Huawei is the largest telecom equipment maker for over three decades and throughout the time the company has revolutionized its telecom technologies to stay up and ahead of its competitors.
Similar to the telecom business, the Chinese tech giant has also advanced itself in enterprise solutions, CLOUD, and other key tech sectors. Furthermore, Huawei’s smartphone business has also seen remarkable growth in the past years.
However, the company had heavily relied on U.S.-made technologies and after the inclusion in the U.S. Entity List, Huawei was barred from accessing important components, which also increased some of the big problems such as the lack of chipsets.
According to a new report from NikkeiAsia, the Chinese tech giant has sped up efforts to build its own chipsets and engaging with several Chinese chipmakers for possible investments. On the other hand, the company keeps polishing its own chip design development skills.
To complete this goal, Huawei has taken stakes in 20 semiconductor-related firms over the course of the last one and a half years, while half of these deals have been made in the past five months. These investments mainly aim at chipmaking sectors that are currently dominated by tech giants from the U.S., Japan, South Korea, and Taiwan.
The investment also aims for chip design tools, semiconductor materials, compound semiconductor, and chip production and testing equipment, which are essential for producing a complete chip product. These also put a spotlight on Huawei’s aim to free itself from the dependence on U.S. made technologies and lead the tech development by itself.
Furthermore, Huawei is also building a small-scale chip manufacturing plant for research purposes in Shenzhen, of which reports also emerged last year.
“Broadly speaking, the importance of Huawei’s R&D production line in Shenzhen is to help accelerate chip development and to make sure all its designs can later be put into production smoothly,” said a source. “Construction of the line began in the latter half of 2020.”
Why Huawei is investing?
In May 2019, the U.S. commerce department added Huawei to the Entity List, which is the first ban on Huawei that prohibited the company from purchasing U.S.-made technology or selling its products in the country.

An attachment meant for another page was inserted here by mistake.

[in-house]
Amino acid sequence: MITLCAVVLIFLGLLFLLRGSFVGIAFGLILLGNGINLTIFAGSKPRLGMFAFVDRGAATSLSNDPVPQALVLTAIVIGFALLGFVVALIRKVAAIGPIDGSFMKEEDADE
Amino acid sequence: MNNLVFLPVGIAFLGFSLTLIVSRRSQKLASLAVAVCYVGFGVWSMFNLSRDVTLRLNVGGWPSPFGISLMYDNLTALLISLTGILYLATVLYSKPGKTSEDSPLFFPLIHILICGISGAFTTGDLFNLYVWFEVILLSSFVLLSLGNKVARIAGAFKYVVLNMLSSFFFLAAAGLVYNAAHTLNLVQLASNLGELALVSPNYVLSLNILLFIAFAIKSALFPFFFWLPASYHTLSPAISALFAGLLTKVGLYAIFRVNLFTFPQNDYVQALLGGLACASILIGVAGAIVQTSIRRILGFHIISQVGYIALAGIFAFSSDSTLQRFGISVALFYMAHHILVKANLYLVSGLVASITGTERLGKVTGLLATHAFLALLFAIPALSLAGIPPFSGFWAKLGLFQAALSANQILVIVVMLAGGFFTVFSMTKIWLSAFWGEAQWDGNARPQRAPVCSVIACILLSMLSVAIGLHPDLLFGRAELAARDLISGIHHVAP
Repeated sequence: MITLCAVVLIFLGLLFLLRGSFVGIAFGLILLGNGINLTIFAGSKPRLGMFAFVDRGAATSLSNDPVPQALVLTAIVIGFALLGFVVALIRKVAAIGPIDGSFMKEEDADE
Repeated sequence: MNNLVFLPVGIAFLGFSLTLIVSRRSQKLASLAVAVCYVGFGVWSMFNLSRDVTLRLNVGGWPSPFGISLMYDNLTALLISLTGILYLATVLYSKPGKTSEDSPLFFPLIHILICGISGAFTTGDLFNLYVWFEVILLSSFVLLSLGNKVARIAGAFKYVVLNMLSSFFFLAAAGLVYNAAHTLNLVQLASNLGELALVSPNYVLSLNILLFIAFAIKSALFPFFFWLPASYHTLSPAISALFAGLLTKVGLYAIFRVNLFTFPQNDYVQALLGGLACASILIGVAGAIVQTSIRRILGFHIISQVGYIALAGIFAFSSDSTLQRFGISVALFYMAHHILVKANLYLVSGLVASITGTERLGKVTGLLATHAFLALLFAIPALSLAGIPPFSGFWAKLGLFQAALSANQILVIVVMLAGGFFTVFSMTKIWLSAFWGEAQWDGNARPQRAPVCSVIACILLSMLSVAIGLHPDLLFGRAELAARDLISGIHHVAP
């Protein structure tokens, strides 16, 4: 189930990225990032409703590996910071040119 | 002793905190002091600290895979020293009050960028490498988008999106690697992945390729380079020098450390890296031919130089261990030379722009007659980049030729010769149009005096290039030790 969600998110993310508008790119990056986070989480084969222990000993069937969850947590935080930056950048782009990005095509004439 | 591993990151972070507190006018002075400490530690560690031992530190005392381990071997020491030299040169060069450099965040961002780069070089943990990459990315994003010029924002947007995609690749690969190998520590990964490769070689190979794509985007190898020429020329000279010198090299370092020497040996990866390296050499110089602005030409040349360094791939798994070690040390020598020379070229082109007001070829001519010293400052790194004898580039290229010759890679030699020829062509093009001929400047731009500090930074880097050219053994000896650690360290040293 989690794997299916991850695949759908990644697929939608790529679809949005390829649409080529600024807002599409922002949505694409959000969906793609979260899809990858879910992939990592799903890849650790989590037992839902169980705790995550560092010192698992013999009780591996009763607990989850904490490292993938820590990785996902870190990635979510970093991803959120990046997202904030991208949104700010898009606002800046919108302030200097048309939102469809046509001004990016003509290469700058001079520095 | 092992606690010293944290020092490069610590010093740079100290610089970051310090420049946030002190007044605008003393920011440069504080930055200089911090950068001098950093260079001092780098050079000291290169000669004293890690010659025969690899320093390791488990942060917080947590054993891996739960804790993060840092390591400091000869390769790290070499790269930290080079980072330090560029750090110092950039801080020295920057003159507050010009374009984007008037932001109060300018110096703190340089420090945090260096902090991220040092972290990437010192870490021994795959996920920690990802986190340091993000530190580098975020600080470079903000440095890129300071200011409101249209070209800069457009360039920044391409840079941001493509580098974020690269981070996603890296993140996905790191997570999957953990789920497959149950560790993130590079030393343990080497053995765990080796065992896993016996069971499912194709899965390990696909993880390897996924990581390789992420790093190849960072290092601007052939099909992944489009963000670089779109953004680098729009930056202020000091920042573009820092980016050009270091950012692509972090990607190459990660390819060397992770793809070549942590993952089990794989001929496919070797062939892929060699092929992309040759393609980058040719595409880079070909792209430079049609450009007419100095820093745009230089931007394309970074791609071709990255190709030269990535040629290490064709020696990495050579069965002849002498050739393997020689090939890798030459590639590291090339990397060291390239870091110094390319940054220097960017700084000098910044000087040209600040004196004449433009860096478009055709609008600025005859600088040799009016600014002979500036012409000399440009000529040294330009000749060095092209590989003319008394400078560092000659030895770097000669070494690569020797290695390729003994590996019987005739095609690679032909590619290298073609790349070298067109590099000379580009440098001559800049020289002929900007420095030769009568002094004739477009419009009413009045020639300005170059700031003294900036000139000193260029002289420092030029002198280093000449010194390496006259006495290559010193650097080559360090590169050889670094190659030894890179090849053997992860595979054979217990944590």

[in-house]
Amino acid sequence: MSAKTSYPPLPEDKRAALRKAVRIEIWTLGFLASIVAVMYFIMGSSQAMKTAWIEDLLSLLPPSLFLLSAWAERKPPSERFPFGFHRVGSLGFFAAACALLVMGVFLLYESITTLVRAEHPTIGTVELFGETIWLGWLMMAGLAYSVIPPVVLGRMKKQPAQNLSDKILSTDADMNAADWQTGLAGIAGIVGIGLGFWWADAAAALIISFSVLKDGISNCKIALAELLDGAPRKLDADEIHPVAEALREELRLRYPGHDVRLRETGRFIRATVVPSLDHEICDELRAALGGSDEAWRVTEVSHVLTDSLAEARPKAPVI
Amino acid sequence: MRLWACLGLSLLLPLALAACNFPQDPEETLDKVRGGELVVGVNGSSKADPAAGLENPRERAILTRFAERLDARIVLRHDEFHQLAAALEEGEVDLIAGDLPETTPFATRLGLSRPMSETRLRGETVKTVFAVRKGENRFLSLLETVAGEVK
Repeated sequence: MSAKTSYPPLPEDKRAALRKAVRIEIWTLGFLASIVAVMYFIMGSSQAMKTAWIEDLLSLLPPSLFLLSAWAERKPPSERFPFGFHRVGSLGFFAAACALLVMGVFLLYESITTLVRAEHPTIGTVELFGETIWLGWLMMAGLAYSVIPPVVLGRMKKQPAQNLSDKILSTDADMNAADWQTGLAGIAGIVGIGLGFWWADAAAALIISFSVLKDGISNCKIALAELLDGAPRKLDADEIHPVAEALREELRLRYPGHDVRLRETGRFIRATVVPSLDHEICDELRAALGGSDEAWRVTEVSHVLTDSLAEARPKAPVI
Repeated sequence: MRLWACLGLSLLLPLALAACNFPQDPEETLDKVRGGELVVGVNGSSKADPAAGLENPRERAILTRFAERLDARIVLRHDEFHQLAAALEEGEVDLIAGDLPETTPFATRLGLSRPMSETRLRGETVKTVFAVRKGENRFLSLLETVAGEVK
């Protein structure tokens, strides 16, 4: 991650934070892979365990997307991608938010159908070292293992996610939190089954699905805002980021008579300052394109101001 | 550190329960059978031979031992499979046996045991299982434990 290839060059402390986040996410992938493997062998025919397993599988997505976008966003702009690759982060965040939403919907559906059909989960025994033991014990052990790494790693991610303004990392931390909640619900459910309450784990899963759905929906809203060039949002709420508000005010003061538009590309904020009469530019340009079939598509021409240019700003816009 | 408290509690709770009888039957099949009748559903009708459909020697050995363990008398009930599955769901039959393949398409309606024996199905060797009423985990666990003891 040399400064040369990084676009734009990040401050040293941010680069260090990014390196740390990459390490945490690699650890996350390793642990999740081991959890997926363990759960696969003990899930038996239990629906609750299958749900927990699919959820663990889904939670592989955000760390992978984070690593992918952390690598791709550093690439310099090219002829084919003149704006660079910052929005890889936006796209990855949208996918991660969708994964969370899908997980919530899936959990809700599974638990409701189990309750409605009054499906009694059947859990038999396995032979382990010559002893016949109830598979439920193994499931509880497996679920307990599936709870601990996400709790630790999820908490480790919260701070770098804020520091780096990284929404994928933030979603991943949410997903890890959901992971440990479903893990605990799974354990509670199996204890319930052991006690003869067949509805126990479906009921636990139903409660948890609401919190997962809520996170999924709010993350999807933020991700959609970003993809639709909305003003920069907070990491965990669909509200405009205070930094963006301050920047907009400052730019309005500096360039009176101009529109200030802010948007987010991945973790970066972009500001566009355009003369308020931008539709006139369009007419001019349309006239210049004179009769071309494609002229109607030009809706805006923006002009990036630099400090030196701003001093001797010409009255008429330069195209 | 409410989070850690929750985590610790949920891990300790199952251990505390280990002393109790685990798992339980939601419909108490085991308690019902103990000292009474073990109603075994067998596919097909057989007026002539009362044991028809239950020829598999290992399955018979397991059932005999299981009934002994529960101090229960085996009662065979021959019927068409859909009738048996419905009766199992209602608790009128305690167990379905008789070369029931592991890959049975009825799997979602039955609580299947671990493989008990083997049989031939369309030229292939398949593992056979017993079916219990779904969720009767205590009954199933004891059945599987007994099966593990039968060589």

After a year, Huawei banned chipset suppliers including TSMC, from producing Huawei designed chipsets, which increased Huawei’s problems related to semiconductors. Later in September, the U.S. completely restricted Huawei’s access to chipsets.
However, in May 2019, Huawei also made its first investment and ramp it up in the coming year. Check the image below to learn more.
“The company aims to step into any area that it lacks in chip development, from chip production, materials, and equipment, to design software.” said a source to Nikkei.
To increase investment count, Huawei is in talks to take part in SiEn Integrated Circuits, a chipmaker founded in 2018. With this investment, Huawei would access a broad range of integrated chip development services from design and production to packaging and testing.
All of the investment-related work is handled by the Hubble Technology Investment, a Huawei subsidiary with a paid-in capital of 2.7 billion yuan ($417 million). Since its establishment in 2019, Hubble has made investments in at least 25 Chinese tech companies, of which 20 mainly develop semiconductor products.
Despite all of the experience in chip designing, Huawei still needs the equipment to manufacture the chip designs.
From here we need to mention the very recent investment at NineCub, a Chinese chip-design toolmaker founded in 2011.
Chip design tools, also known as electronic design automation tools, are crucial for companies looking to design their own chipsets. The market and experts for the advanced chip design tools are controlled by only limited companies two of which are Synopsys and Cadence Design Systems, both of these are American. This led to U.S. dominance in this field and made a big impact after the full restrictions on Huawei.
HiSilicon, Huawei’s chip designing subsidiary, was China’s biggest chip developer and designed chipsets for Huawei smartphones, network gears as well as servers. After the U.S. ban, Richard Yu, CEO of Huawei Consumer Business Group officially informed that the company will stop making Kirin chipset after September 2020.
The report reveals that the investments also target local companies that supply materials for semiconductors, such as SICC and Tankblue Semiconductor, which make silicon carbide. Chip production equipment makers including Shenzhen Skyverse and Ningbo Allsemi Microelectronics Equipment are also on the list. To be mentioned, these fields are also dominated by tech companies from the U.S. and Japan.
This is undoubtedly the advancement of the Chinese tech giant, as it is marching ahead with the will to capitalize on this opportunity and to build its own semiconductor.